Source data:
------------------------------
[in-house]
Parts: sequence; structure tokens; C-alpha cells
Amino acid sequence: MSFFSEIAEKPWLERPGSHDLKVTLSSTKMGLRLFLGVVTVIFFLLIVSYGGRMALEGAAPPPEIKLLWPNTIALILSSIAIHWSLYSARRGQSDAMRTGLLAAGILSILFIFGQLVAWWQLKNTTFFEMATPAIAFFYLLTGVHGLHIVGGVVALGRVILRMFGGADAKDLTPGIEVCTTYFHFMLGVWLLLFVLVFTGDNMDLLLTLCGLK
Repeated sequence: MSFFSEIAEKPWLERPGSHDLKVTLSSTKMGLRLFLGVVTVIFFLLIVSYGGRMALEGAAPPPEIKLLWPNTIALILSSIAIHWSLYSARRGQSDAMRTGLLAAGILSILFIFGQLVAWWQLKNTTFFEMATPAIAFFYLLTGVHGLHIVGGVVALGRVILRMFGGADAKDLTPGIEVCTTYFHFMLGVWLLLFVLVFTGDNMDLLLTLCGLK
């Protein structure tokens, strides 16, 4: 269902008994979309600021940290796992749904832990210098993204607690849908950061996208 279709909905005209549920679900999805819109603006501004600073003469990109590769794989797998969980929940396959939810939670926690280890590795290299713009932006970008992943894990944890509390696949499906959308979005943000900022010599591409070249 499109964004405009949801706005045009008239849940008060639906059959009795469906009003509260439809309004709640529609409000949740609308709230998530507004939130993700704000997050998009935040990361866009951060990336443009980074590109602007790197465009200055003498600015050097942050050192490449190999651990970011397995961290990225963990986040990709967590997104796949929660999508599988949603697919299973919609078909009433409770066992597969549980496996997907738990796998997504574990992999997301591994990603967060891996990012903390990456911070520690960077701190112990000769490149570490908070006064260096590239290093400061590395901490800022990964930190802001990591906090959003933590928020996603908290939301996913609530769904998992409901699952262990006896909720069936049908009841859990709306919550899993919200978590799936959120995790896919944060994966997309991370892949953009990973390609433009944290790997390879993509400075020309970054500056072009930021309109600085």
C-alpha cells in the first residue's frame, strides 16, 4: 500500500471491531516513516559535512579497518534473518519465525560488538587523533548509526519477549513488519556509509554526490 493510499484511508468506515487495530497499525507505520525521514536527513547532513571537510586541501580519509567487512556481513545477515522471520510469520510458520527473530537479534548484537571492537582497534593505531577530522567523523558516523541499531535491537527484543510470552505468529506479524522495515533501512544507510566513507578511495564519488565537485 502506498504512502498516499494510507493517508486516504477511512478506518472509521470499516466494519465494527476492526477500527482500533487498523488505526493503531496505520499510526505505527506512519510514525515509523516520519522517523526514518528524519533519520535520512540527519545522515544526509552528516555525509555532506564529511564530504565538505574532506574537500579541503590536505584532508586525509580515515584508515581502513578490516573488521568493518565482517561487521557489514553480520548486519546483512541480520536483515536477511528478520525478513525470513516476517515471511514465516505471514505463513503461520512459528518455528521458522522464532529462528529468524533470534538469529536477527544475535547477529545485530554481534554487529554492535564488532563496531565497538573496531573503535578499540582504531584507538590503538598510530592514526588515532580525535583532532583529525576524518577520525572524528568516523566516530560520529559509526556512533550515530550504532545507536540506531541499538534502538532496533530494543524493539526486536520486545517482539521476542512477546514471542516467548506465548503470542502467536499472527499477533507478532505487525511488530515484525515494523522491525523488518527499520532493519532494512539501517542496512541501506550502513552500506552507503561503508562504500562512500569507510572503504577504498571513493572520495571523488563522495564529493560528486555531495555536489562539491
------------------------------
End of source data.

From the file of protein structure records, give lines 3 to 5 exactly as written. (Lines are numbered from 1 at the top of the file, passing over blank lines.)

Amino acid sequence: MSFFSEIAEKPWLERPGSHDLKVTLSSTKMGLRLFLGVVTVIFFLLIVSYGGRMALEGAAPPPEIKLLWPNTIALILSSIAIHWSLYSARRGQSDAMRTGLLAAGILSILFIFGQLVAWWQLKNTTFFEMATPAIAFFYLLTGVHGLHIVGGVVALGRVILRMFGGADAKDLTPGIEVCTTYFHFMLGVWLLLFVLVFTGDNMDLLLTLCGLK
Repeated sequence: MSFFSEIAEKPWLERPGSHDLKVTLSSTKMGLRLFLGVVTVIFFLLIVSYGGRMALEGAAPPPEIKLLWPNTIALILSSIAIHWSLYSARRGQSDAMRTGLLAAGILSILFIFGQLVAWWQLKNTTFFEMATPAIAFFYLLTGVHGLHIVGGVVALGRVILRMFGGADAKDLTPGIEVCTTYFHFMLGVWLLLFVLVFTGDNMDLLLTLCGLK
């Protein structure tokens, strides 16, 4: 269902008994979309600021940290796992749904832990210098993204607690849908950061996208 279709909905005209549920679900999805819109603006501004600073003469990109590769794989797998969980929940396959939810939670926690280890590795290299713009932006970008992943894990944890509390696949499906959308979005943000900022010599591409070249 499109964004405009949801706005045009008239849940008060639906059959009795469906009003509260439809309004709640529609409000949740609308709230998530507004939130993700704000997050998009935040990361866009951060990336443009980074590109602007790197465009200055003498600015050097942050050192490449190999651990970011397995961290990225963990986040990709967590997104796949929660999508599988949603697919299973919609078909009433409770066992597969549980496996997907738990796998997504574990992999997301591994990603967060891996990012903390990456911070520690960077701190112990000769490149570490908070006064260096590239290093400061590395901490800022990964930190802001990591906090959003933590928020996603908290939301996913609530769904998992409901699952262990006896909720069936049908009841859990709306919550899993919200978590799936959120995790896919944060994966997309991370892949953009990973390609433009944290790997390879993509400075020309970054500056072009930021309109600085």